Tuesday, 10 March 2009

Games Engines

Games engines are vital, but often overlooked by your average gamer. Games engines are the code that makes things work. They keep a track of health points, keep a track of collisions, send 3d models to the rendering controller so they show up on screen. Basically Engines are code.

Games engines can essentially be broken down into different areas, for example; Graphics rendering, Physics calculation, Networking controller, etc. These different parts all work together in conjunction with each other to produce the games we play. Depending on the skill and knowledge of the programmer that designs them, different games engines vary in quality.

The way in which a games engines creates and displays its 3d matrix varies, but generally is either considered 'subtractive' or 'additive'. The difference between these two rendering methods is quite simple. In games such as 'Half-Life 2' there is a 'void' in which you put objects into. The void is infinite, and in such an environment, the designers need to close the level off from the void. (this is because lighting information cannot be calculated in the void, due to its infinite distance, if the engine tried to calculate the distance traveled by a 'light ray' into the void it would never stop calculating, and the game would hang).

In subtractive environments, such as the 'Unreal engine', rather than having an infinite 'void' there is an infinite cube. Rather than the developer placing objects into the void and closing it off, the developer must first carve out an area in which to place objects. The benefits of this are that the developer does not need to spend important time checking the level to ensure there are no 'leaks'. However, the developer does need to keep carving out space to use, so it is two sided sword.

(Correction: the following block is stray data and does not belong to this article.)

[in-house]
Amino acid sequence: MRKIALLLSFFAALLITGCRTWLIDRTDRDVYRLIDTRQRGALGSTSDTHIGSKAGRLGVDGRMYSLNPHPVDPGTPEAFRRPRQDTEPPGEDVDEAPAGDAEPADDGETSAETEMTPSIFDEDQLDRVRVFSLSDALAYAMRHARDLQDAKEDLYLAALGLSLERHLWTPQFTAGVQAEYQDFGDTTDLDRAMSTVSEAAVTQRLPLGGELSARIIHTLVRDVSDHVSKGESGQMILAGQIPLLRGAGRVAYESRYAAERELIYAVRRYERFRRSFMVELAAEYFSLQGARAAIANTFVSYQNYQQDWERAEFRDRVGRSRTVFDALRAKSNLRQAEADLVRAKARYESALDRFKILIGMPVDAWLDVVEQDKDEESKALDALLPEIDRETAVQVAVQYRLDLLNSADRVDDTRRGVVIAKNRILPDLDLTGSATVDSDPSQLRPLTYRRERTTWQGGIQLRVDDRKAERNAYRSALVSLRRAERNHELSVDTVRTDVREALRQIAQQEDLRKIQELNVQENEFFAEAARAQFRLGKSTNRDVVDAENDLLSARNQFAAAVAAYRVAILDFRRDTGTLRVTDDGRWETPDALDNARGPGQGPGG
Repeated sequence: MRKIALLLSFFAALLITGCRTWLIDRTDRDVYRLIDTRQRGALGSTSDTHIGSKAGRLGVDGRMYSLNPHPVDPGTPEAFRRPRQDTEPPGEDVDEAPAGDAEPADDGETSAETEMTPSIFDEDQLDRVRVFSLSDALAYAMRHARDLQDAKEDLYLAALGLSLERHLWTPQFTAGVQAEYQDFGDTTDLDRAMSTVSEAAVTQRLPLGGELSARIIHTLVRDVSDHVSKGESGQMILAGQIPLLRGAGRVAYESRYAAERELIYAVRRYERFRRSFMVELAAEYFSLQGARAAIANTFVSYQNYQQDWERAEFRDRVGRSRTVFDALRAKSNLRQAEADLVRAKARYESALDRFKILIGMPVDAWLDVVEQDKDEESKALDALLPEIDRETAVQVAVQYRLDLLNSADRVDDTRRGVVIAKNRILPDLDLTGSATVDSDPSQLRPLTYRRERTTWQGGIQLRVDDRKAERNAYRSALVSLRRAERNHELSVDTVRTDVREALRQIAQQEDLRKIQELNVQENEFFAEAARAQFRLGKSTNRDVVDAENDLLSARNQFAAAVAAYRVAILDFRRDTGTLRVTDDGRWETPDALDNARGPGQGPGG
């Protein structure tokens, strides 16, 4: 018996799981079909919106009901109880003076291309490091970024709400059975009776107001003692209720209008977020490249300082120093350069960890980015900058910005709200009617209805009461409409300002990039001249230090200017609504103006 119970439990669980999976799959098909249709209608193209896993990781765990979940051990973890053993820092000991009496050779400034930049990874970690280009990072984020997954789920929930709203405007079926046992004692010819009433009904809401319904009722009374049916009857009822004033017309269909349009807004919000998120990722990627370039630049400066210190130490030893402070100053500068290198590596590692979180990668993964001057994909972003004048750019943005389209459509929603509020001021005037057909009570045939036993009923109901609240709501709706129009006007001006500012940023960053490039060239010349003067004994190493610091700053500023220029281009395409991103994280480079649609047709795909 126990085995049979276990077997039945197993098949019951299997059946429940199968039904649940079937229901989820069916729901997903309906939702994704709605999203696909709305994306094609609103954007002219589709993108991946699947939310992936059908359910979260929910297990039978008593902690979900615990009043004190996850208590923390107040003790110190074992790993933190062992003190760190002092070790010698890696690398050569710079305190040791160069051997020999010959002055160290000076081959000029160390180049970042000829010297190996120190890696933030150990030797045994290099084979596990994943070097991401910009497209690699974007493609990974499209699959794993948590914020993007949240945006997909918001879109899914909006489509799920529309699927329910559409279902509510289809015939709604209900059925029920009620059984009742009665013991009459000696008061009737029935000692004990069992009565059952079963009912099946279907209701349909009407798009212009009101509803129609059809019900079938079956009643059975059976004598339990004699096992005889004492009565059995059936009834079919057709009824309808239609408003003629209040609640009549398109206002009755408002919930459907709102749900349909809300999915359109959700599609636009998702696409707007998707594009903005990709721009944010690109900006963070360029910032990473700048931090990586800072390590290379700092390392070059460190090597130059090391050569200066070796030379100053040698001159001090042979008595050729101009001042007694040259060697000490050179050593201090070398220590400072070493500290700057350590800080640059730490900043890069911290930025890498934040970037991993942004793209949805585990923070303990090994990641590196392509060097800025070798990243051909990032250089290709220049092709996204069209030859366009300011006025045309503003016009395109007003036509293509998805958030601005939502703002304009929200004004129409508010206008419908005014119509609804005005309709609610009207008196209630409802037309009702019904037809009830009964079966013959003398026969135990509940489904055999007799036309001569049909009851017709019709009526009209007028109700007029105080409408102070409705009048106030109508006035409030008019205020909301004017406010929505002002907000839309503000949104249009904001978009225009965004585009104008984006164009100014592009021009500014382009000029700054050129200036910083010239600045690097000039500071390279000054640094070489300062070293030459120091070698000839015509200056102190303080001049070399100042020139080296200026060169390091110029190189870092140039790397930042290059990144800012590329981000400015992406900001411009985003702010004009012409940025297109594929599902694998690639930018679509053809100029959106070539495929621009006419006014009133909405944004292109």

Developers have an option whether to buy a new games engine, or write their own. There are pros and cons of both.

Games engines are big, fucking big, not to mention complicated. Its very easy to write a poor game engine. It is also very time consuming to write a new games engine. In today's industry where 'time is money', this can often be seen as a risky move. However, if a game being developed, requires features that are not well supported in a current games engine developers can be forced to write or modify.

It is also worth noting that while writing new games engines may be quite rare in the current state of the industry, many developers are building upon old engines that they have used for previous games. For example Bohemia Interactive have been developing their 'posideon' engine for three game generations now, improving upon it, rather than writing a new engine.

However, some developers choose just to purchase the license for an engine that has already been written by either another studio, or a private company. Many engines are commercially avaliable, for example the 'Torque' engine can be purchased for a very small price. Other more well known engines such as the 'Unreal' engine are also commercially available, however, for a much higher price.

As time goes on, so do engines, and they must improve along the way. As new games demand new features, the new engines must provide them. In current engines there is a definite exchange between playing space or detail. For example, 'Operation Flashpoint 2' being developed by Codemasters requires large playing areas, while still trying to remain aesthetically pleasing to its audience. it will be interesting to see how Codemasters overcome this challenge with their new engine.

Online games are starting to look 'old', but without improved networking controllers, the developers won't be able to add newer features and higher levels of detail. (the more 'packets' an engine needs to send to the server, and then receive, the slower the latency, online games try and optimize this as much as possible).

There are many more small challenges that confront engines, and it is the resolution of these challenges that keeps the industry progressing graphically, and in many other ways.

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